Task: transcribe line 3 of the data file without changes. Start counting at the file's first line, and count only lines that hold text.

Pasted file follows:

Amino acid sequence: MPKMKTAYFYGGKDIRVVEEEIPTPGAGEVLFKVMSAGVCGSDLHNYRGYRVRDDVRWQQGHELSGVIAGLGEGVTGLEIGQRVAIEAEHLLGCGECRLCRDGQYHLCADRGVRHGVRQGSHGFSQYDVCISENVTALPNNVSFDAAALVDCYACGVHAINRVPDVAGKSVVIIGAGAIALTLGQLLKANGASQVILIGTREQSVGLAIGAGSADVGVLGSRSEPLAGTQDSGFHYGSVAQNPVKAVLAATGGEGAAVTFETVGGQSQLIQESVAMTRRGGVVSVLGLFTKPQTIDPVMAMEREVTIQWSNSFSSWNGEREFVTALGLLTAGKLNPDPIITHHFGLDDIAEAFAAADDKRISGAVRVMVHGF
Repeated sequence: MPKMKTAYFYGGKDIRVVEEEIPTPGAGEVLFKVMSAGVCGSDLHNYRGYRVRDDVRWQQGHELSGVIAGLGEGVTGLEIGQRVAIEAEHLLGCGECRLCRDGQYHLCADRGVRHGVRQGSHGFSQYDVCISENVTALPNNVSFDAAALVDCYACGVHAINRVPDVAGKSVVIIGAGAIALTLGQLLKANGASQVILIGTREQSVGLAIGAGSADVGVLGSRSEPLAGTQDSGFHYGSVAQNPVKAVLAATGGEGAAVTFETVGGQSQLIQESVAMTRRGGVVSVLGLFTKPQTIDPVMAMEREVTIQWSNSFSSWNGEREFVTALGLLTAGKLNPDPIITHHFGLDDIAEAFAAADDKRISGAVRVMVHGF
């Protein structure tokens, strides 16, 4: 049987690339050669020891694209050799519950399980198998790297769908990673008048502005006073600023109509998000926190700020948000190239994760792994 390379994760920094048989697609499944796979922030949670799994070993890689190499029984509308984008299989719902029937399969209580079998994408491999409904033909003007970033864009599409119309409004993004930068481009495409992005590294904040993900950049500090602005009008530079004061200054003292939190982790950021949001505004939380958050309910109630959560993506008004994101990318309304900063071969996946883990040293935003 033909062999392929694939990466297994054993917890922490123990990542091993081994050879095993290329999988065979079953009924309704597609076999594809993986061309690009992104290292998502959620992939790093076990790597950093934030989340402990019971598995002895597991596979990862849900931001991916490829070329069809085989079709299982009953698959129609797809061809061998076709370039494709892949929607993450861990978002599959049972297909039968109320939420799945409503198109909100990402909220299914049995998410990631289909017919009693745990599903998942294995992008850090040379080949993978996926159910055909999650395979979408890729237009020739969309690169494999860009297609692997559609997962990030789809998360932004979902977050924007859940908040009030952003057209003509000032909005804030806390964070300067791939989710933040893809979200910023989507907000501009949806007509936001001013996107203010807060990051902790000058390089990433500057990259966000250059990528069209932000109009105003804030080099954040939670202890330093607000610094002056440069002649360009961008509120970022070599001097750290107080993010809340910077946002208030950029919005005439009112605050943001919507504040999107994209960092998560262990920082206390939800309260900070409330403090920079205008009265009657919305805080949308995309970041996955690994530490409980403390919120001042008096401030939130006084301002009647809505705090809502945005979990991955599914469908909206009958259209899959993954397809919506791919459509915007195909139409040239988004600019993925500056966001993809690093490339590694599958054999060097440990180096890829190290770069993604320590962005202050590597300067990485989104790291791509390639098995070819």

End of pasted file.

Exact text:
């Protein structure tokens, strides 16, 4: 049987690339050669020891694209050799519950399980198998790297769908990673008048502005006073600023109509998000926190700020948000190239994760792994 390379994760920094048989697609499944796979922030949670799994070993890689190499029984509308984008299989719902029937399969209580079998994408491999409904033909003007970033864009599409119309409004993004930068481009495409992005590294904040993900950049500090602005009008530079004061200054003292939190982790950021949001505004939380958050309910109630959560993506008004994101990318309304900063071969996946883990040293935003 033909062999392929694939990466297994054993917890922490123990990542091993081994050879095993290329999988065979079953009924309704597609076999594809993986061309690009992104290292998502959620992939790093076990790597950093934030989340402990019971598995002895597991596979990862849900931001991916490829070329069809085989079709299982009953698959129609797809061809061998076709370039494709892949929607993450861990978002599959049972297909039968109320939420799945409503198109909100990402909220299914049995998410990631289909017919009693745990599903998942294995992008850090040379080949993978996926159910055909999650395979979408890729237009020739969309690169494999860009297609692997559609997962990030789809998360932004979902977050924007859940908040009030952003057209003509000032909005804030806390964070300067791939989710933040893809979200910023989507907000501009949806007509936001001013996107203010807060990051902790000058390089990433500057990259966000250059990528069209932000109009105003804030080099954040939670202890330093607000610094002056440069002649360009961008509120970022070599001097750290107080993010809340910077946002208030950029919005005439009112605050943001919507504040999107994209960092998560262990920082206390939800309260900070409330403090920079205008009265009657919305805080949308995309970041996955690994530490409980403390919120001042008096401030939130006084301002009647809505705090809502945005979990991955599914469908909206009958259209899959993954397809919506791919459509915007195909139409040239988004600019993925500056966001993809690093490339590694599958054999060097440990180096890829190290770069993604320590962005202050590597300067990485989104790291791509390639098995070819």